By Kellen M. Quigley
The Great Valley Town Board continued talks on how to handle the 20 percent increase town residents recently found in their tax bills.
At Monday night’s meeting, the board further discussed two possible solutions first brought up at a special meeting last month: either issuing local tax rebates this summer or decreasing town taxes next winter.
The board scheduled a special meeting for March 5 to make a final decision and get the approved plan underway.
Daniel Martonis, director of the Cattaraugus County Office of Real Property Tax Services, and Andrew Toth and Andrew Moon, accountants from Tronconi, Segarra and Associates, attended the meeting to answer any questions either the board or public had.
“I know what I think I want to do,” said Town Supervisor Daniel Brown. “I’d have to hear other ideas, whether it be from (Martonis, Toth or Moon) to change my mind. But I want to know what the board wants to do.”
Instead of using an estimate county officials were developing for the county budget in 2017 — about $490,000 — the town underestimated the amount of local sales tax that would be available, using about $75,000 to reduce the town tax levy.
While town taxes decreased slightly, residents’ county tax bills rose sharply. The increase on a $100,000 property was up to $300.
The increase in county taxes was supposed to mirror a decrease in the town tax levy as the town chose to apply its share of county sales taxes to the town taxes instead of the county tax levy. Twenty-nine other towns do it that way.
It was the first year the town had decided to take the sales tax in cash. The intent was to decrease town taxes while allowing county taxes to increase by a similar amount.
Board member Gerald Musall said he thinks the board led the public to believe the town would pursue the rebates. He said he knew it wouldn’t be a quick or easy fix, but he would like to stick with it.
“I don’t want to play this game of waiting until the end of the year with getting people back their money they’ve overpaid,” he said. “I just want to get it back to them.”
Board member Sandra Goode said she thinks there are still a lot of unknowns the board should look at before making a final decision, including the specifics of what issuing the checks would involve as well as cost.
“I think the process that we’re in right now is to evaluate the different paths that we have,” board member Becky Kruszynski added. “With the scope going forward, evaluate just what it’s going to cost us, what all does it entail, how much additional work and when or if they’ll be able to be reimbursed or rebated.”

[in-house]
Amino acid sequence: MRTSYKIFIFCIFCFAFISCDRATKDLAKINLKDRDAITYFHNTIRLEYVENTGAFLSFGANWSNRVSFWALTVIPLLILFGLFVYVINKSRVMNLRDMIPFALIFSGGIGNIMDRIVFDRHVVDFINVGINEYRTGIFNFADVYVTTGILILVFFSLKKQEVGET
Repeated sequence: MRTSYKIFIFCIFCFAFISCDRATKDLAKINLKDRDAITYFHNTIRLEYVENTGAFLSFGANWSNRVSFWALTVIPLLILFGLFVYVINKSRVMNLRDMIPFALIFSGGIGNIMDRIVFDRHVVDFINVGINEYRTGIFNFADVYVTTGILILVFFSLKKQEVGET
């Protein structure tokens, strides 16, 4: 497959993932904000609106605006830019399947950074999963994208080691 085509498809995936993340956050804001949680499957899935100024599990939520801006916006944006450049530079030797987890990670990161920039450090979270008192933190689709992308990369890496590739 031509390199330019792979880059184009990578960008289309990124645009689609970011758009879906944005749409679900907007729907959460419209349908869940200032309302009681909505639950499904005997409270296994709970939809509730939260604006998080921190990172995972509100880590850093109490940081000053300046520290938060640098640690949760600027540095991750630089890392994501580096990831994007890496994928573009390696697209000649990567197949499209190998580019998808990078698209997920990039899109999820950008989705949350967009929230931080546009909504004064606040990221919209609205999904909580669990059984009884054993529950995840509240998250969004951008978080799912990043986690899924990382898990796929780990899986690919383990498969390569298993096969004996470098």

Martonis said if the town decided to pursue the rebate option, residents would only receive back a percentage of what they overpaid because about 17 percent had already been set aside to reduce the town tax levy. He said it would be nearly impossible to go back and find out exactly what each resident would have paid if the town had made a different decision.
“I was looking at the one time the state did this before … and they figure out it was like 63 percent, because they didn’t want to go overboard,” Martonis said. In order to give a certain percentage rebate, a law would have to be approved by the state.
Brown said he thinks the town should look at fixing it by reducing the incoming tax bills this year and have residents pay substantially lower taxes next year. He said he’s talked to over 30 Great Valley residents and most of them said they’d prefer lower taxes next year.
“It’s going to cost money to give money back, and it’s only going to be a percentage of that refund anyway,” Brown said. “If we fix this with our incoming tax bill, then our town tax rate could go to near-zero.”
When residents in attendance at the meeting were asked what they thought, two said they’d prefer the rebates in the summer and three said they’d prefer the lower taxes next year.
A special meeting of the Great Valley Town Board is scheduled for Monday, March 5 at 7 p.m. at the town hall to make a final decision on what to do.